Updated 19:08 PM PHT Tue, March 21, 2017
Metro Manila (CNN Philippines) — A mix-up.
That's what Philippine National Police (PNP) Ronald Dela Rosa said was to blame for his failure to read the letter that Vice President Leni Robredo sent him and Interior Secretary Mike Sueno.
In that letter, Robredo had requested the PNP for data on the government's war on drugs.
At a press briefing on Tuesday, Dela Rosa confirmed that his office did receive the letter, sent way back in January.
However, his staff immediately forwarded it to Sueno — not noticing that Dela Rosa was also a recipient. Sueno was the letter's addressee, but so was Dela Rosa, although that note was written in smaller print.
"Nung pumasok ang letter na 'yan doon sa message center ng Office of the Chief PNP, nakita addressed to Secretary Sueno," he said. "Ang ginawa, ibinaba dito sa opisina ni Secretary Sueno. Hindi inilagay sa table ko para mabasa ko. Di niya nakita yung maliit na nakasulat: CC Chief PNP."
[Translation: When the letter came into the message center of the Office of the Chief PNP, they saw it was addressed to Secretary Sueno. What they did was to bring it down to the office of Secretary Sueno. They didn't put it on my table so that I could read it. They didn't see the little note saying: CC Chief PNP.]
In a Monday press conference, Robredo's staff had said they received no response from Dela Rosa after they sent him the letter.
In spite of the mix-up, Dela Rosa said they still sent a copy of the letter to the concerned PNP unit that can provide the data that Robredo was requesting.
He added the data was forwarded to Sueno's office.
Meanwhile, Sueno explained in his own statement on Tuesday that Robredo's letter to him was forwarded to Department of Interior and Local Government (DILG) Undersecretary for Public Order Catalino Cuy.
Cuy, in turn, forwarded the request to the PNP.
"Wala namang tinatago ang PNP [The PNP isn't hiding anything] and, in fact, we have always been transparent about Oplan Tokhang and we have been providing the public regular updates about Tokhang operations through the media," he said.
He also said the DILG-PNP leadership is open to suggestions from stakeholders on how to effectively win the war against drugs.
The government relaunched its anti-drug campaign on March 6 after it was suspended by President Rodrigo Duterte due to cases of police abuse.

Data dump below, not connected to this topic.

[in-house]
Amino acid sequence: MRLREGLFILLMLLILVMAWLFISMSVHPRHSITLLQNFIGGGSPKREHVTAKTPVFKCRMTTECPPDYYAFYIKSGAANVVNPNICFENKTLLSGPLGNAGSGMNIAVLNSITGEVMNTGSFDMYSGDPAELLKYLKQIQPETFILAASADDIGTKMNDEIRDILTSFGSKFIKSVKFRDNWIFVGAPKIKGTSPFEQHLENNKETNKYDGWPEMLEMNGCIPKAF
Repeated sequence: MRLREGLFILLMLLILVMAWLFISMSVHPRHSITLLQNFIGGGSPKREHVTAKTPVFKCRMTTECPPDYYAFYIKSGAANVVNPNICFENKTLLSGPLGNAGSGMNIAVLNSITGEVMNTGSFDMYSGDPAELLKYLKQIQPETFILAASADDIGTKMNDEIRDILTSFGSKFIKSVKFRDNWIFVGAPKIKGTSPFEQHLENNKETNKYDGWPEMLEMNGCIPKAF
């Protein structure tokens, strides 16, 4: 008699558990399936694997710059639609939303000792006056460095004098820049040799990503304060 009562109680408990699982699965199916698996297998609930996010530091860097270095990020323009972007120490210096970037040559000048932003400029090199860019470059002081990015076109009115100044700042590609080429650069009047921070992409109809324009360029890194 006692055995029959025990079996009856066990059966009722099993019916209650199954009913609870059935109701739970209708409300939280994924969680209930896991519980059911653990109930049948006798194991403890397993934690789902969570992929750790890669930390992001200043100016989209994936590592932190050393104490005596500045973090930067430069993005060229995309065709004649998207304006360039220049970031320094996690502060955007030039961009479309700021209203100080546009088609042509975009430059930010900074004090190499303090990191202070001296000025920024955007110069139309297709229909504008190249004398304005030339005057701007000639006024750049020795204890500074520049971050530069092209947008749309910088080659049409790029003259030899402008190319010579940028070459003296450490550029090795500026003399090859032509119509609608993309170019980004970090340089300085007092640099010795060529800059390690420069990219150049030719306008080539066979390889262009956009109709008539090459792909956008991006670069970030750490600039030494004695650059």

The 'palit-ulo' scheme
Dela Rosa also clarified that Robredo's letter did not ask about the alleged 'palit-ulo' scheme. The Tagalog term literally means "exchange of heads" — but it refers to exchanging one person for another.
"Humingi siya ng list para masagot niya ang concerns na nire-raise sa kanya ng taumbayan na nakausap niya," he said. "That's it. Humingi lang siya ng list, pero she didn't ask for explanation or clarification about the 'palit-ulo' scheme."
[Translation: She asked for a list of data so that she could answer concerns that the public are raising to her about the war on drugs. That's it. She asked for a list, but she didn't ask for any explanation or clarification about the 'palit-ulo' scheme.]
In a video message she sent to the 60th annual meeting of the United Nations Commission on Narcotic Drugs on March 16, Robredo said targets of police anti-drug operations are beaten up when they ask for a search warrant. And worse, their relatives are detained as collateral in a 'palit-ulo' scheme if they go into hiding.
The Office of the Vice President's media officer Divine Magno told CNN Philippines on Wednesday that actual victims come to them with these stories asking for help.
Dela Rosa confirmed Monday that there was a 'palit-ulo' scheme, but not as Robredo thought it was.
"Palit-ulo, wherein ikaw nahuli kita, may drugs, pusher ka... Palit-ulo," he said. "Ilaglag mo kung sino ang supplier mo o drug lord na nasa taas. Kapag masabi mo 'yan, hindi naman actually palalayain, depende na kung for a lesser offense."
[Translation: Palit-ulo, wherein if you are a pusher or caught with drugs, you will reveal to the police the supplier or drug lord you are reporting to. If you reveal them to us, we will not necessarily let you go, but you may be charged for a lesser offense.]
Meanwhile, Sueno denied that there is a 'palit-ulo' scheme in the PNP.
"What 'Palit-Ulo'?" he said. "There is no such thing as 'Palit-Ulo' in the anti-drugs operations of the PNP. I respectfully request the Vice President to please corroborate her statement."
Sueno urged Robredo to show proof of her allegations, so that they could act on them immediately.